By Elise Schoening
What happens when you can’t get into the college courses necessary to prepare you for graduate school and a subsequent career?
Students with plans to attend medical school after completing their undergraduate degree in a discipline outside of the hard sciences have asked themselves this question far too many times, as many of their required courses are reserved strictly for those within the science department. After years, these students will tell you they’ve learned the hard way that there’s nothing you can really do but wait — that is, join a waiting list as soon as possible and hope that a seat will open up once the hold for non-science majors has been lifted.
Junior psychology major Nishawn Rahaman is all too familiar with the arduous process of registering for pre-med classes at the College.
“Every semester, I struggle to get into the sciences courses that are required for the pre-med track,” Rahaman said. “I think this is an issue on campus because the school does not recognize non-science pre-med students. Therefore, they do not cater to us. As a result, we go through a lot more stress than the average student when scheduling our classes.”
Rahaman has gotten used to the routine of waiting until the end of formal registration to sign up for these courses. This flawed process allows students who have earned less credit, such as sophomores and even freshmen, to enroll in pre-med courses before their peers, although the underclassmen have more flexibility when it comes to scheduling.
Rahaman is not alone in her frustration. This issue reemerges for all non-science majors every time the dreaded registration period rolls around, which is already stressful enough for the average college student.
“I’ve gotten a great education here, but it’s frustrating,” senior psychology major Melanie Orr said. “It’s stressful signing up for these courses, but mind you, these are some of the most stressful courses (at the College).”
The prevalence of this issue may be due in part to the fact that students today do not have to major in the sciences in order to go on to medical school. In fact, many graduate schools encourage potential students to diversify their studies with other majors. As such, it is especially important that the requisite classes are open to students outside the science department and that the registration process is as simple as possible.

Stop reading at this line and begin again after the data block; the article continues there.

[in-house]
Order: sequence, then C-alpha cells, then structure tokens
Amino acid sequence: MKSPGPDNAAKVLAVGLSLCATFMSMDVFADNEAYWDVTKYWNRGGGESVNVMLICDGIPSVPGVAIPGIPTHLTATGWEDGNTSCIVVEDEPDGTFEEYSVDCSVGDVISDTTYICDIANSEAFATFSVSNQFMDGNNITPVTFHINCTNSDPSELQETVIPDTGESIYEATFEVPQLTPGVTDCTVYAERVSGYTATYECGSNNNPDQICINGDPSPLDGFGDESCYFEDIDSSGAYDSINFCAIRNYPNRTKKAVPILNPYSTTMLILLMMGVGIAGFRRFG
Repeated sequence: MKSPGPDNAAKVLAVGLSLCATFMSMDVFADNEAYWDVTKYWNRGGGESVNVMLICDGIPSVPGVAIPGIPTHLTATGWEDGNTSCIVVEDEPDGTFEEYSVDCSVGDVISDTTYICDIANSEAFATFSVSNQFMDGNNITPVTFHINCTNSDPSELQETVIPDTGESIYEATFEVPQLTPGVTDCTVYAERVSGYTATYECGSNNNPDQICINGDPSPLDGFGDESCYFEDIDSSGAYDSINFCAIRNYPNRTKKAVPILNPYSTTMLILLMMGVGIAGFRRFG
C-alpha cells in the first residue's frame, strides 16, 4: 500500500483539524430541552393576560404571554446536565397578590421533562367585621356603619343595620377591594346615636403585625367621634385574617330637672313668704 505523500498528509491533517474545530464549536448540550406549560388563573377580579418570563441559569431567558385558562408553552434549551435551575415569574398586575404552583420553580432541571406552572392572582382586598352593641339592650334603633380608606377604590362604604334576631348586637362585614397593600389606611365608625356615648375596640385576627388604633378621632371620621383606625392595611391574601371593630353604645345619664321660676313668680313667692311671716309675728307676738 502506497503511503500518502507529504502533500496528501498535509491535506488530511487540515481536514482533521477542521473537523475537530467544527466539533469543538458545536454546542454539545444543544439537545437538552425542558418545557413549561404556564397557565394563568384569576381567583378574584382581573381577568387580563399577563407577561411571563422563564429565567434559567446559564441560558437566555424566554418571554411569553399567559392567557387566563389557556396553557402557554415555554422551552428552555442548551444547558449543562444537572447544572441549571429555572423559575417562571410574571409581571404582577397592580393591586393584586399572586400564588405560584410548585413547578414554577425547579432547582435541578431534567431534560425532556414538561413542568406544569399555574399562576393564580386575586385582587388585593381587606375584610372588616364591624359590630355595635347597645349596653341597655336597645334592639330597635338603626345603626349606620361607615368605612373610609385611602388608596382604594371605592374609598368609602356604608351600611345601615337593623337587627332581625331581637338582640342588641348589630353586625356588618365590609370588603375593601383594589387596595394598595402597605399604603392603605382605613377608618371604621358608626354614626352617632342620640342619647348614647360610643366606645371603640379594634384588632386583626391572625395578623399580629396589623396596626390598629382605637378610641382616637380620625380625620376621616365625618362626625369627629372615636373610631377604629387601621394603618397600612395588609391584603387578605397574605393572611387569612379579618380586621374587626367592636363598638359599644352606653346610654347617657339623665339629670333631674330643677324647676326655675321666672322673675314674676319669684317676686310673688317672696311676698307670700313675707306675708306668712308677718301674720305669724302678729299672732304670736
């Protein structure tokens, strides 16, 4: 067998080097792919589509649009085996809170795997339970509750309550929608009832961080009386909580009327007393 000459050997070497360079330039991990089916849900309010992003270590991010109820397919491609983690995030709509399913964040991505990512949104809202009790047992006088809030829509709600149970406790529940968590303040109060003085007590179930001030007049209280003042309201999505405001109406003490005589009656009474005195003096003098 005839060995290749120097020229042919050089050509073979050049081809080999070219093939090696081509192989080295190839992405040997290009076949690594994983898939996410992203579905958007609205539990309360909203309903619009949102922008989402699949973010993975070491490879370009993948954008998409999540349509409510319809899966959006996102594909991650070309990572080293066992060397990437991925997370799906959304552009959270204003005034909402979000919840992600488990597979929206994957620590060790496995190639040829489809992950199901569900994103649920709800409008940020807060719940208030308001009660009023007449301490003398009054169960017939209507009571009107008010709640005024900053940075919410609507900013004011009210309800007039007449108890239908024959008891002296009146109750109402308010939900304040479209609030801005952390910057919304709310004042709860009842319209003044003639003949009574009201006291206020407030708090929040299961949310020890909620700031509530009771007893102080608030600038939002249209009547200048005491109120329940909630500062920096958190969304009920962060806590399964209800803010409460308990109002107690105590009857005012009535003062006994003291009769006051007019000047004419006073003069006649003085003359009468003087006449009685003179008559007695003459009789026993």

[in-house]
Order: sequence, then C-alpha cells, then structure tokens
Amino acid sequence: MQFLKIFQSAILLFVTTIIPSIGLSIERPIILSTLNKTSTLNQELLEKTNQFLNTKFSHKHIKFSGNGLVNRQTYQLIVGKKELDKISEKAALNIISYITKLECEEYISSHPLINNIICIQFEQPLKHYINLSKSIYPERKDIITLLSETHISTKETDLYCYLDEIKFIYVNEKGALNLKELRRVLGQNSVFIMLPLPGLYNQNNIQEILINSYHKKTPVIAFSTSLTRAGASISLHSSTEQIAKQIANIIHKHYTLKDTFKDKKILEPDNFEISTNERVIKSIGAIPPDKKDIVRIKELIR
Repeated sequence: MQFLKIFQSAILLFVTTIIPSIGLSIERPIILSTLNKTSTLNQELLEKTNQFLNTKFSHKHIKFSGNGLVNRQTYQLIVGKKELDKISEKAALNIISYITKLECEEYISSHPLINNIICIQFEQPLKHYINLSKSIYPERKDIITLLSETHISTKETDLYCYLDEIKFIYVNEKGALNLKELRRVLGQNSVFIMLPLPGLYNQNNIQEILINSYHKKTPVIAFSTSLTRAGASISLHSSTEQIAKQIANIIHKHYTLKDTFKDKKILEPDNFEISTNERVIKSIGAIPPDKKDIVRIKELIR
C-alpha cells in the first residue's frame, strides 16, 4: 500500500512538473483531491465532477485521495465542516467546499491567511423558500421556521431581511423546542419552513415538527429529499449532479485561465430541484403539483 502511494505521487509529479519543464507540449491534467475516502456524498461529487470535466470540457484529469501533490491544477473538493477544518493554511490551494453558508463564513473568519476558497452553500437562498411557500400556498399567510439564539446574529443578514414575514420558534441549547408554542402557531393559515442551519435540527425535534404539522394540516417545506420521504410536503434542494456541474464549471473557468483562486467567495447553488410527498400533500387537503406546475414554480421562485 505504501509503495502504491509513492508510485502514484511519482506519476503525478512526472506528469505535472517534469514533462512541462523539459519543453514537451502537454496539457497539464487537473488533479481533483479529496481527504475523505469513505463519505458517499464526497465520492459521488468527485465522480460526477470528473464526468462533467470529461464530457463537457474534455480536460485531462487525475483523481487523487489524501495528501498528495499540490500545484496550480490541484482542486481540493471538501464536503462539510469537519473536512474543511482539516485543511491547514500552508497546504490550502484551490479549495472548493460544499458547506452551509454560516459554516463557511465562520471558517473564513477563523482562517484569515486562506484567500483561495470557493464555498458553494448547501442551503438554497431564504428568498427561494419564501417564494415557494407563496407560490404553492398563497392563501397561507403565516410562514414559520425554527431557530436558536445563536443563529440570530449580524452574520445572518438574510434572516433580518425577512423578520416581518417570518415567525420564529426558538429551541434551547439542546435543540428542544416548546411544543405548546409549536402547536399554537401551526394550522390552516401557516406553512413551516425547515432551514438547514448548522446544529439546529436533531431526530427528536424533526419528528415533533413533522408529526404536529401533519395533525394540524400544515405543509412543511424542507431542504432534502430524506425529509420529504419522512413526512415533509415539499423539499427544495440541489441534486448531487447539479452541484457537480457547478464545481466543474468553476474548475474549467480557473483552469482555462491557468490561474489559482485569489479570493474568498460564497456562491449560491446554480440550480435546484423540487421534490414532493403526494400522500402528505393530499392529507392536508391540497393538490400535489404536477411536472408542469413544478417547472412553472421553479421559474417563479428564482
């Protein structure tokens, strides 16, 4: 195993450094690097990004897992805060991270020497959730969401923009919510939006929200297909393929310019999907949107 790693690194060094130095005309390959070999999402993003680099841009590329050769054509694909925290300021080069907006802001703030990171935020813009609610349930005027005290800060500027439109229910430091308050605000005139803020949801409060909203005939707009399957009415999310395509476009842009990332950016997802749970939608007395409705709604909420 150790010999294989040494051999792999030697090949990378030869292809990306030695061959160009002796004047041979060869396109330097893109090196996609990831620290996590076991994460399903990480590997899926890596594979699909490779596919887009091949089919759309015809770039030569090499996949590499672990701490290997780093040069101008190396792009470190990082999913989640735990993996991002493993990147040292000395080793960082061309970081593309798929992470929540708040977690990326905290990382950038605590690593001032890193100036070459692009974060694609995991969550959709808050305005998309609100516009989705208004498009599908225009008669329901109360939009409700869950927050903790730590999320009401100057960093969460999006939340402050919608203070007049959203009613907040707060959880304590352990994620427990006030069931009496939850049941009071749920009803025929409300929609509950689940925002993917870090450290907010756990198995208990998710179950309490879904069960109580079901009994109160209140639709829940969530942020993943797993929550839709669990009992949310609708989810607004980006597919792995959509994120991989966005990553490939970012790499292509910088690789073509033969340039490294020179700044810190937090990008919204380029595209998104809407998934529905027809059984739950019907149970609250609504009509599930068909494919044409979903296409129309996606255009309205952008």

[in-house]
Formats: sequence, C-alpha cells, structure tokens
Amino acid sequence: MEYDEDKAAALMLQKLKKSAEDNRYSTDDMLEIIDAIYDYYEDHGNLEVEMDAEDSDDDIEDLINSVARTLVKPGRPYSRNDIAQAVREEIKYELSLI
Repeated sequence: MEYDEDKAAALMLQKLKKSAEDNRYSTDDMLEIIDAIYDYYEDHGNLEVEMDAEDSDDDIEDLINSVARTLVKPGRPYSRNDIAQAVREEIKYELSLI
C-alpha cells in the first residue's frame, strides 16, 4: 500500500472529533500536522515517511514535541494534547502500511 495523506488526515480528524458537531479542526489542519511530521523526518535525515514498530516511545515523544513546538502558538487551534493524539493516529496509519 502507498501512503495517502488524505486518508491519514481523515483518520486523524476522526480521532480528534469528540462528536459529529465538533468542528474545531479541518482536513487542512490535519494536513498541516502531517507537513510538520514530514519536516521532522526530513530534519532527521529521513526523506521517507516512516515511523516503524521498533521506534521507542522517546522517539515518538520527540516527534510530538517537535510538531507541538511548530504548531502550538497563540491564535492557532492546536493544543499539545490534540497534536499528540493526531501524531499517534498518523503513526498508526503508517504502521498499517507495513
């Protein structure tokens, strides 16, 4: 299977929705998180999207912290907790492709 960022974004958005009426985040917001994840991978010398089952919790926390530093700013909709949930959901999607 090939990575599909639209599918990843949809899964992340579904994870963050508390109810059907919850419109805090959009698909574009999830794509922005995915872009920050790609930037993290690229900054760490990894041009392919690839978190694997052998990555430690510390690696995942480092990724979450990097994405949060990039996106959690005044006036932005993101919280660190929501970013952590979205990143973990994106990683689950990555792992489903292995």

“I knew that being a science major would have made it easier for me, since all the pre-med courses are in the science department,” junior psychology major Arianne Ramos said. “But after I realized that I could major in literally anything and still take pre-med classes, I decided to pursue my interest in learning about human behavior with the psychology major.”
While Ramos said she does not regret her decision to major in psychology, she certainly has had to work a lot harder to stay on track for medical school. She listed 10 classes offered by the College that she had to fight for a seat in.
“The school tends to emphasize that we have the freedom to major in anything we want and still be pre-med, and yet, we encounter difficulty when we try to take these classes,” Ramos said. “I know that the science department does what it can semester to semester to accommodate the extra number of students who want to take these classes, in addition to those who need them for their major.”
With a swarm of students bombarding advisors’ offices each semester, it is safe to assume that the School of Sciences is well aware of this prevalent issue. What’s not clear, however, is whether or not changes can and will be implemented in the near future.
“The School of Science plans very carefully and works hard to accommodate all students who desire to take the school’s courses,” the Dean of the School of Science Jeffrey Osborn said. “Our top priority is to ensure that the students who have specific science and math courses as degree requirements get seats first, otherwise, these students will not be able to complete their majors in four years. As of this date, all students who placed their names on wait lists have been seated into the courses (for the spring semester).”
Of course, registration does not go this smoothly every semester, as there will not always be enough available seating to accommodate non-science majors. Orr explained that her peers on the pre-med track often cannot take specific science courses when needed and, as such, have had to stay for an extra semester at the College and even push back their Medical College Admissions Tests (MCATs).
“I know many people who have needed an extra semester or needed to take summer classes,” Orr said. “I’ve needed to take summer classes (myself).”
Still, Orr said she could see the value in the current system, flawed as it may be.
“It does make sense. Reserves make sense,” Orr said. “I’m not going to sit here and say it doesn’t get figured out, because it does get figured out if you’re persistent about it and down everyone’s throat like me, it’ll work out. But it shouldn’t be such a stress. I don’t know what the solution to this problem is. This is a problem above me that I wouldn’t be able to handle.”